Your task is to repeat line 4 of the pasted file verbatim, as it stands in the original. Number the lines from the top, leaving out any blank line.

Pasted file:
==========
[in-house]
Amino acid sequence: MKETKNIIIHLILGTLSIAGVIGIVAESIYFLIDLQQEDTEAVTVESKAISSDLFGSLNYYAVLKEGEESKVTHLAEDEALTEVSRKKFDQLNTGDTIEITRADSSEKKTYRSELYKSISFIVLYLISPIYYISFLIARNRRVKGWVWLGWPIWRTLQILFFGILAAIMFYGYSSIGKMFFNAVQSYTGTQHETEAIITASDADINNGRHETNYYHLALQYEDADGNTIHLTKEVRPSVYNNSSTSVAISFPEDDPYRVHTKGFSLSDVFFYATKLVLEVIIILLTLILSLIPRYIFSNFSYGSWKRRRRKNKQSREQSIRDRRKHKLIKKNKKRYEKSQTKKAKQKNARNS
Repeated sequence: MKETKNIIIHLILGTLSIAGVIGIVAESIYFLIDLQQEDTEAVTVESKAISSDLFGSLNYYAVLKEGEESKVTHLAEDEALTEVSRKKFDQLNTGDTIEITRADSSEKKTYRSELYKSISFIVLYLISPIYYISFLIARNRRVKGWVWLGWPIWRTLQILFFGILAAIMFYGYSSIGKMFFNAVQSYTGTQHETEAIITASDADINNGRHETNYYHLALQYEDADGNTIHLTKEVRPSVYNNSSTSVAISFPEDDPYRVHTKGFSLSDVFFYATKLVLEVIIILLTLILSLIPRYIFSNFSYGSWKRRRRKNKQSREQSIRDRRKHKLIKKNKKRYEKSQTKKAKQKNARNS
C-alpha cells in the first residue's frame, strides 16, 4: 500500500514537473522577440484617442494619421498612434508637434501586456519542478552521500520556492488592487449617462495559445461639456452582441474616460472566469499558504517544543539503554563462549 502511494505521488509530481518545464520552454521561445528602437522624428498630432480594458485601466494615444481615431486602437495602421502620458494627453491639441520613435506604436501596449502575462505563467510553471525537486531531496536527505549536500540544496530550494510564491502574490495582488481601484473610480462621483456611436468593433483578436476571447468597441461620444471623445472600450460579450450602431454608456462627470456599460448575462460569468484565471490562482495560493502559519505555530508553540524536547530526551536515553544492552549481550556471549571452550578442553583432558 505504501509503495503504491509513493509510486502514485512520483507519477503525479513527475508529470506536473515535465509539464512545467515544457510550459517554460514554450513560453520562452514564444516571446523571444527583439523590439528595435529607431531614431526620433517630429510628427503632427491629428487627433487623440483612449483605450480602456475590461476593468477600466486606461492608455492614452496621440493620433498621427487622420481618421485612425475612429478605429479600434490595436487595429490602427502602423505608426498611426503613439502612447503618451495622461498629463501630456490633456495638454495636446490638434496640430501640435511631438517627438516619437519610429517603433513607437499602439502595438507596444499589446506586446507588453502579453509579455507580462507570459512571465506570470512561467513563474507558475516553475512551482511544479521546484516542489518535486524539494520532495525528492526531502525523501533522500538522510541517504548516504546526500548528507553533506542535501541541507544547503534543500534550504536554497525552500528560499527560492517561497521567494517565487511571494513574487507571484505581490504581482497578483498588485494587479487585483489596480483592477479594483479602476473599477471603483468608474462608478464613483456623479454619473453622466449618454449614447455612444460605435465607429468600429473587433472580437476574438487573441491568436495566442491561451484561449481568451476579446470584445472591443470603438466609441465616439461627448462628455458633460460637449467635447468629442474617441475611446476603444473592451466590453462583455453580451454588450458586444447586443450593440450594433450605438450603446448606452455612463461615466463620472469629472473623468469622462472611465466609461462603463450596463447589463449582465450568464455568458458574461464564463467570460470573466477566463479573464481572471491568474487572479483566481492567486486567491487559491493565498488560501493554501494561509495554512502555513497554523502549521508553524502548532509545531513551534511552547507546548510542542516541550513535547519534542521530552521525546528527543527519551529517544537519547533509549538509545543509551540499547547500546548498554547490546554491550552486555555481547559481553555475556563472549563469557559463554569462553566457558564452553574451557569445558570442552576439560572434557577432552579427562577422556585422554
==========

C-alpha cells in the first residue's frame, strides 16, 4: 500500500514537473522577440484617442494619421498612434508637434501586456519542478552521500520556492488592487449617462495559445461639456452582441474616460472566469499558504517544543539503554563462549 502511494505521488509530481518545464520552454521561445528602437522624428498630432480594458485601466494615444481615431486602437495602421502620458494627453491639441520613435506604436501596449502575462505563467510553471525537486531531496536527505549536500540544496530550494510564491502574490495582488481601484473610480462621483456611436468593433483578436476571447468597441461620444471623445472600450460579450450602431454608456462627470456599460448575462460569468484565471490562482495560493502559519505555530508553540524536547530526551536515553544492552549481550556471549571452550578442553583432558 505504501509503495503504491509513493509510486502514485512520483507519477503525479513527475508529470506536473515535465509539464512545467515544457510550459517554460514554450513560453520562452514564444516571446523571444527583439523590439528595435529607431531614431526620433517630429510628427503632427491629428487627433487623440483612449483605450480602456475590461476593468477600466486606461492608455492614452496621440493620433498621427487622420481618421485612425475612429478605429479600434490595436487595429490602427502602423505608426498611426503613439502612447503618451495622461498629463501630456490633456495638454495636446490638434496640430501640435511631438517627438516619437519610429517603433513607437499602439502595438507596444499589446506586446507588453502579453509579455507580462507570459512571465506570470512561467513563474507558475516553475512551482511544479521546484516542489518535486524539494520532495525528492526531502525523501533522500538522510541517504548516504546526500548528507553533506542535501541541507544547503534543500534550504536554497525552500528560499527560492517561497521567494517565487511571494513574487507571484505581490504581482497578483498588485494587479487585483489596480483592477479594483479602476473599477471603483468608474462608478464613483456623479454619473453622466449618454449614447455612444460605435465607429468600429473587433472580437476574438487573441491568436495566442491561451484561449481568451476579446470584445472591443470603438466609441465616439461627448462628455458633460460637449467635447468629442474617441475611446476603444473592451466590453462583455453580451454588450458586444447586443450593440450594433450605438450603446448606452455612463461615466463620472469629472473623468469622462472611465466609461462603463450596463447589463449582465450568464455568458458574461464564463467570460470573466477566463479573464481572471491568474487572479483566481492567486486567491487559491493565498488560501493554501494561509495554512502555513497554523502549521508553524502548532509545531513551534511552547507546548510542542516541550513535547519534542521530552521525546528527543527519551529517544537519547533509549538509545543509551540499547547500546548498554547490546554491550552486555555481547559481553555475556563472549563469557559463554569462553566457558564452553574451557569445558570442552576439560572434557577432552579427562577422556585422554